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The Hunger Games (The Hunger Games, Book 1) Hardcover – September 14, 2008
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From Publishers Weekly
Starred Review. Reviewed by Megan Whalen Turner
If there really are only seven original plots in the world, it's odd that boy meets girl is always mentioned, and society goes bad and attacks the good guy never is. Yet we have Fahrenheit 451, The Giver, The House of the Scorpion—and now, following a long tradition of Brave New Worlds, The Hunger Games. Collins hasn't tied her future to a specific date, or weighted it down with too much finger wagging. Rather less 1984 and rather more Death Race 2000, hers is a gripping story set in a postapocalyptic world where a replacement for the United States demands a tribute from each of its territories: two children to be used as gladiators in a televised fight to the death.Katniss, from what was once Appalachia, offers to take the place of her sister in the Hunger Games, but after this ultimate sacrifice, she is entirely focused on survival at any cost. It is her teammate, Peeta, who recognizes the importance of holding on to one's humanity in such inhuman circumstances. It's a credit to Collins's skill at characterization that Katniss, like a new Theseus, is cold, calculating and still likable. She has the attributes to be a winner, where Peeta has the grace to be a good loser.It's no accident that these games are presented as pop culture. Every generation projects its fear: runaway science, communism, overpopulation, nuclear wars and, now, reality TV. The State of Panem—which needs to keep its tributaries subdued and its citizens complacent—may have created the Games, but mindless television is the real danger, the means by which society pacifies its citizens and punishes those who fail to conform. Will its connection to reality TV, ubiquitous today, date the book? It might, but for now, it makes this the right book at the right time. What happens if we choose entertainment over humanity? In Collins's world, we'll be obsessed with grooming, we'll talk funny, and all our sentences will end with the same rise as questions. When Katniss is sent to stylists to be made more telegenic before she competes, she stands naked in front of them, strangely unembarrassed. They're so unlike people that I'm no more self-conscious than if a trio of oddly colored birds were pecking around my feet, she thinks. In order not to hate these creatures who are sending her to her death, she imagines them as pets. It isn't just the contestants who risk the loss of their humanity. It is all who watch. Katniss struggles to win not only the Games but the inherent contest for audience approval. Because this is the first book in a series, not everything is resolved, and what is left unanswered is the central question. Has she sacrificed too much? We know what she has given up to survive, but not whether the price was too high. Readers will wait eagerly to learn more.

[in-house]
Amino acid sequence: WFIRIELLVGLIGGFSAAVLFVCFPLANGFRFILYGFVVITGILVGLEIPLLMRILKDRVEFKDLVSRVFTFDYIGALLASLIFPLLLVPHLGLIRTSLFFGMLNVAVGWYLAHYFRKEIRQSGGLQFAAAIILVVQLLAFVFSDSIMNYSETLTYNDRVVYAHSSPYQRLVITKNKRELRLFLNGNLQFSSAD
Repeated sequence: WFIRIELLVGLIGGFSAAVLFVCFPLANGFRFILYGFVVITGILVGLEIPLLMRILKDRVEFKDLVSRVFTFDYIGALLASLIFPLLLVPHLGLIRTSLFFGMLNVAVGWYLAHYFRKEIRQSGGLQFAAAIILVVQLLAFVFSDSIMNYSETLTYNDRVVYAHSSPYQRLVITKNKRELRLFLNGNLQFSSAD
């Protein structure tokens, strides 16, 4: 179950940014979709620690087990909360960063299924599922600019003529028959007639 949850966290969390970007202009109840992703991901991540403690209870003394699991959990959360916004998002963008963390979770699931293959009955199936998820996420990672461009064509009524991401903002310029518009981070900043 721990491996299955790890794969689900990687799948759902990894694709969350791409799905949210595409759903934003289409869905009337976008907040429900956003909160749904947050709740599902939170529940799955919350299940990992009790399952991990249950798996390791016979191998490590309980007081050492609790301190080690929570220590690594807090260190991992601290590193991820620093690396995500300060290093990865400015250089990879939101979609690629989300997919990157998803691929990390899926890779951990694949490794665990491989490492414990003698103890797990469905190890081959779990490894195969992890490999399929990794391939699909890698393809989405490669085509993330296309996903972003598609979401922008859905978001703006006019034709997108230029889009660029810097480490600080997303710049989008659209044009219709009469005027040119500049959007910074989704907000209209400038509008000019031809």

Megan Whalen Turner is the author of the Newbery Honor book The Thief and its sequels, The Queen of Attolia and The King of Attolia. The next book in the series will be published by Greenwillow in 2010.
Copyright © Reed Business Information, a division of Reed Elsevier Inc. All rights reserved.